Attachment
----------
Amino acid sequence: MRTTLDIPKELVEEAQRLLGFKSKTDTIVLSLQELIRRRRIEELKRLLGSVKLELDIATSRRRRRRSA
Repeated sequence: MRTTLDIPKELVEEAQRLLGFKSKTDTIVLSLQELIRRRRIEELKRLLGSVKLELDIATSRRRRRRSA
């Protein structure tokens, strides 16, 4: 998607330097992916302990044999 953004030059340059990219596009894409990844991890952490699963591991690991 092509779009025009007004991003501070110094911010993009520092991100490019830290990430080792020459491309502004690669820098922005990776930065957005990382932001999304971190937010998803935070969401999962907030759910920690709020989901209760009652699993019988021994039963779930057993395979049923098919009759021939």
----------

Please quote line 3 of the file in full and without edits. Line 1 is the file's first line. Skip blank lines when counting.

């Protein structure tokens, strides 16, 4: 998607330097992916302990044999 953004030059340059990219596009894409990844991890952490699963591991690991 092509779009025009007004991003501070110094911010993009520092991100490019830290990430080792020459491309502004690669820098922005990776930065957005990382932001999304971190937010998803935070969401999962907030759910920690709020989901209760009652699993019988021994039963779930057993395979049923098919009759021939």